Review: Reese Witherspoon, Ashton Kutcher shine in a rom-com
If you decide to settle in and watch “Your Place or Mine” to see the sparks fly between Reese Witherspoon and Ashton Kutcher, you’ll be initially disappointed. They’re not in the same room until the last 12 minutes.
The premise of this particular Netflix rom-com is two old friends switching homes for a week and snapping each other out of their ruts. Might they also fall in love? (Do many rom-coms not end that way?)
In this one, Witherspoon and Kutcher play opposites — he’s a rich consultant who lives in a chic but chilly New York apartment; she’s an earthy and protective single mom to a 13-year-old boy in Los Angeles. They hooked up 20 years ago but decided friendship was the better path.
These two talk every day, forcing the filmmakers to spend a fortune on split screens. It’s an intimate relationship over two decades as each supports and encourages the other. Someone asks him the obvious question — “If you like each other so much, why aren’t you guys together?” — and there is no really good answer. She offers another: “Uh, barf.”
A last-minute emergency triggers the film’s central action: Witherspoon needs to fly to New York but her childcare main option flakes, so Kutcher’s character decides to go to Los Angeles as backup. “You need help and I’m coming,” he tells her. They find themselves in each other’s homes, getting to know each others’ friends and generally shaking things up.
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Written and directed by Aline Brosh McKenna, “Your Place or Mine” is cute and light from a creator known more for satires like “Devil Wears Prada” and “My Crazy Ex-Girlfriend.” This Valentine’s Day, it hits the spot if you’re in the mood for pretty people acting insecure and clueless.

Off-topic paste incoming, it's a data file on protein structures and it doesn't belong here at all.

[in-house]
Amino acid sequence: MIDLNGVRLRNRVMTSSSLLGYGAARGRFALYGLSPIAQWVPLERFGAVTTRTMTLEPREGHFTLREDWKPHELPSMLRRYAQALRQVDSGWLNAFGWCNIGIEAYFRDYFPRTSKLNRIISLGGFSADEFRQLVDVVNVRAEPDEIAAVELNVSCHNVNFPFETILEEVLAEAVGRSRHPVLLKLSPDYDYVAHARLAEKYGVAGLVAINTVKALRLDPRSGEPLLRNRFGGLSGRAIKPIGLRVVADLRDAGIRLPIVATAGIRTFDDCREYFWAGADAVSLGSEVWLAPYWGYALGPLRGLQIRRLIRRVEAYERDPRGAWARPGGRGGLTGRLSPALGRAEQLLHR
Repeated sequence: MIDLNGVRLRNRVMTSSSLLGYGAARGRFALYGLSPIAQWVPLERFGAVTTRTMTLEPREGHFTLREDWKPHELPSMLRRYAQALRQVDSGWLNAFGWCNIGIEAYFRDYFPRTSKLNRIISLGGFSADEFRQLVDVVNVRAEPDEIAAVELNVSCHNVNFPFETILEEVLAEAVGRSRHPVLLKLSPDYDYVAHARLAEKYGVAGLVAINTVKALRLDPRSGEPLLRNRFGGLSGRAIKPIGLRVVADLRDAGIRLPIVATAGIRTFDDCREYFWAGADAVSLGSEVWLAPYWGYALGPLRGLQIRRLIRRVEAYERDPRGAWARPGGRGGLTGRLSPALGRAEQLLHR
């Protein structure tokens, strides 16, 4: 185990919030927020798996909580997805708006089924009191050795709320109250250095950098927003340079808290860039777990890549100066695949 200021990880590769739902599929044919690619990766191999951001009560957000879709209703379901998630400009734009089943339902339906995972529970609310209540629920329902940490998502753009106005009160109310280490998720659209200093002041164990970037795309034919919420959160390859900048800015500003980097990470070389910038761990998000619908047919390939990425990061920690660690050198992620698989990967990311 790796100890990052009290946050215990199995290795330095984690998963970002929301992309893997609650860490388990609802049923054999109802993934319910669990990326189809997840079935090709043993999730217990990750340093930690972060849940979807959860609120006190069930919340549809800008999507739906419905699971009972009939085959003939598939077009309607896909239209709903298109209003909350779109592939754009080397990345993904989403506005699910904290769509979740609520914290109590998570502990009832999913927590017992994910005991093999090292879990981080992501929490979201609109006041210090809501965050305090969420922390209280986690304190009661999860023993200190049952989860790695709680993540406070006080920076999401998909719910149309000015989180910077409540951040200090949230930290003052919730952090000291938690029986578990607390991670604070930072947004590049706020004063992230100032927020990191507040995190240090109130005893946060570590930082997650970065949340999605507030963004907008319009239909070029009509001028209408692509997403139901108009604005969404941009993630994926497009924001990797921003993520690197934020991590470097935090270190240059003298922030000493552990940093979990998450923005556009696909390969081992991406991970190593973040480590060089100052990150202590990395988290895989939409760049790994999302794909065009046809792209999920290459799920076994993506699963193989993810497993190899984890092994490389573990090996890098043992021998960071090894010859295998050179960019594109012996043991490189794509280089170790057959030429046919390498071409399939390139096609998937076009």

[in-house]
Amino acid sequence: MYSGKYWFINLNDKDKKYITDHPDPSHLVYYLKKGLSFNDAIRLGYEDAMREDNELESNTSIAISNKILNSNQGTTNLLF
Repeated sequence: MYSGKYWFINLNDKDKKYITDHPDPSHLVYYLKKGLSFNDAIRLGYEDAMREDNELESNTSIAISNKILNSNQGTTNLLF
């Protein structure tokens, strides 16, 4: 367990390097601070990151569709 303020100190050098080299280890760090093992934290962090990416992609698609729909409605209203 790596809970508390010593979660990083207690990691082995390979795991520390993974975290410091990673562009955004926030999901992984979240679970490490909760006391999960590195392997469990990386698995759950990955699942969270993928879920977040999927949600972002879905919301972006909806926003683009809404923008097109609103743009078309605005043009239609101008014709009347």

At first, though, the film meanders with an alarming lack of urgency, as if Brosh McKenna was happy enough just filling the screen with her two beautiful leads and putting them in pretty places. You might initially mistake it as a rom-com for real estate.
Eventually, each start to see the other as a project that needs fixing. Kutcher tries to loosen up his best friend’s son — snack on junk food, letting him watch scary movies and allowing him to try out for the hockey team, all things forbidden when mom’s around. He sees it all as an extension of work: “That’s what I do: I get in, manage things, no muss, no fuss.”
On the other coast, Witherspoon finds an old manuscript her best friend has hidden from her and decides she must try to get it published. She also flirts with a hunky publisher — Jesse Williams, smoldering — and breaks all logic when she doesn’t immediately fall into the cool, sensual piercing blue of his eyes and never wants to leave... Wait, where was I?
The film soon mines an interesting area, namely how much do best friends really know about each other? When Witherspoon’s character finds the book, she is in shock. “We tell each other everything,” she says. Replies a friend: “Obviously you don’t.” This is also a film that champions taking a chance, going for it and not playing it safe.
The film allows Witherspoon and Kutcher to show off their naturally funny sides, especially when they’re fishes out of water. But many of the scenes drag on and sometimes the exposition is chalky, like when Witherspoon says: “I have to finish this program before the end of the year so I can apply for that open senior accounting position at the regional school district.”
Some smaller roles give important jolts of quirky, like Zoë Chao as a slinky former flame of Kutcher’s character in New York and Tig Notaro and Steve Zahn in LA. Notaro’s wit is as dry as a cactus, while Zahn plays a loopy gardener who is credited for writing two oddball songs on the soundtrack.
Speaking of songs, the producers must have forked over tons of cash to the estate of Ric Ocasek. To establish Kutcher’s character as a fan of The Cars, no less than nine songs — including “Heartbreak City,” “Drive” and “You Might Think” — have been used. The film’s soundtrack could double as a greatest-hits album.
The film builds to — finally! — a scene when Witherspoon and Kutcher are in the same zip code and a nice flipping of the traditional rom-com airport scene on its head. That’s when the film answers the question can men and women just be friends with a strong: “Uh, barf.”
“Your Place or Mine,” a Netflix release, is rated PG-13 for “suggestive material and brief strong language.” Running time: 111 minutes. Two and a half stars out of four.
MPAA Definition of PG-13: Parents strongly cautioned. Some material may be inappropriate for children under 13.
Mark Kennedy is at http://twitter.com/KennedyTwits